Feb 04, 2013 Philip Burgess
In today's turbulent economic conditions, debt collections have become complex and widespread as a result of more outstanding loans and credit than ever before. With fluctuations in economic health comes more difficult debt collection procedures, and federal and state agencies continue to create more stringent guidelines to regulate the industry more thoroughly.
This includes the Federal Trade Commission (FTC), Consumer Financial Protection Bureau (CFPB) and myriad state agencies that seek to protect consumers from abusive and fraudulent debt collection practices. While more experienced debt collection organizations are most often in line with laws and do not become abusive, the actions of a few have led to more aggressive enforcement for the betterment of businesses and consumers.
Companies and professionals carrying out debt collection processes need to regularly assess their policies and practices and ensure all activity is in line with both long-standing and new legislation. Failure to meet these requirements can lead to a variety of issues, including fines, hurt reputations and the loss of outstanding debts following legal proceedings.
Tips for 2013
InsideARM recently released a new episode of The Debt Collection Drill podcast in which experts suggested several tips to avoid penalties in the new year. The biggest news of 2012 was that the CFPB would be overseeing a broader range of debt collection agencies in 2013, including those with annual revenues of $10 million or more. This direct supervision could cause issues, while the source explained that preparation is key for all professionals in the industry.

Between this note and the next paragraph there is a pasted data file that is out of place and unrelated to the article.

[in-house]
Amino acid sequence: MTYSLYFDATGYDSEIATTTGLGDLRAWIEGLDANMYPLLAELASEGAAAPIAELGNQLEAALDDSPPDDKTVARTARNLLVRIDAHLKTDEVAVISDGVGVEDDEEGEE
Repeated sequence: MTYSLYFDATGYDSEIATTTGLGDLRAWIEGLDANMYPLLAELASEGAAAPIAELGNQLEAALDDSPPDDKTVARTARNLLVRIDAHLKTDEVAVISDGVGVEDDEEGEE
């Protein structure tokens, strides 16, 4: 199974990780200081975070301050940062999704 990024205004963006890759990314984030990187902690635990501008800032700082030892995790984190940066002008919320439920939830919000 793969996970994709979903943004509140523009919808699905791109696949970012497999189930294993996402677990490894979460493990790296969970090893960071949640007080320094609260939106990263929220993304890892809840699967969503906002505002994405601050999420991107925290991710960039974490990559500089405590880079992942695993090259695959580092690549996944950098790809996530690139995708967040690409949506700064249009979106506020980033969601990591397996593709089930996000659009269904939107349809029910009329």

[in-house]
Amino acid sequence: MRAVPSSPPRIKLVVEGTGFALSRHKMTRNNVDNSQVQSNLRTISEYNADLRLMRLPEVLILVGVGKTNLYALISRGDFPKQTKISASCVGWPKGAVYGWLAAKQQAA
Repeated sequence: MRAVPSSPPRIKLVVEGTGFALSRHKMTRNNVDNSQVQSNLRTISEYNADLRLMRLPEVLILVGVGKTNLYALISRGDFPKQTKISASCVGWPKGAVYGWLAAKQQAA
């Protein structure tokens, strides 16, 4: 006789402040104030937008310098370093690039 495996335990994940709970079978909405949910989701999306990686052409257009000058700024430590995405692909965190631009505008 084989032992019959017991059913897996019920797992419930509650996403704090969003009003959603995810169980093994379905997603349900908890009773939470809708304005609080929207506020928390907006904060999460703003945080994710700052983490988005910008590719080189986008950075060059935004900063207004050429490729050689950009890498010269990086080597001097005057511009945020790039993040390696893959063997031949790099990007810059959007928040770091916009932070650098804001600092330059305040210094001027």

According to the news provider, compensation of debt collection firms has been an increasing issue, especially as the costs associated with meeting compliance requirements increase. The CFPB is expected to look at a variety of expenditures when evaluating compliance with laws and how the debt collection agency should be compensated, and this includes customer experience.
Regulation E, which relates to electronic fund transfers, will come with a variety of new compliance requirements for debt collection agencies. This process is becoming increasingly popular as electronic payments become a preferred transaction method among businesses, collectors and consumers. The source explained that collectors will still need to get a written statement from clients to approve electronic transfers for each payment, even if the individual or business wants to set up several payments in advance.
InsideARM said that there a several steps collectors need to take to get permission to receive emails as written consent from individuals they are seeking to acquire debts from. Audio recordings can still be used for credit cards, but debit card or check payments will need to be accompanied by this written permission.
The news provider asserted that the CFPB will be overseeing this rule, and that collectors need to train all employees in the new laws. For example, the experts suggested executives and managers at these agencies should always ensure their employees know to ask if a payment card is debit or credit, as the regulations pertaining to each are much different.
One of the safest ways to maintain compliance with the written document requirement under Regulation E is to call the consumer or business once a month to get approval and a recorded vocal disclosure.
Hiring professionals for maximum efficiency
Legislation will likely continue to become more stringent in the coming years, as more debt collection agencies sprout up, resulting from heightened demand. More enforcement entities will continue to gain authority over debt collection agencies, further stressing the industry as a whole.
Businesses that do not feel entirely comfortable with the laws associated with debt collections should consider employing the help of a firm that specializes in the practices, as this will help maintain compliance and ensure timely acquisitions of outstanding debts.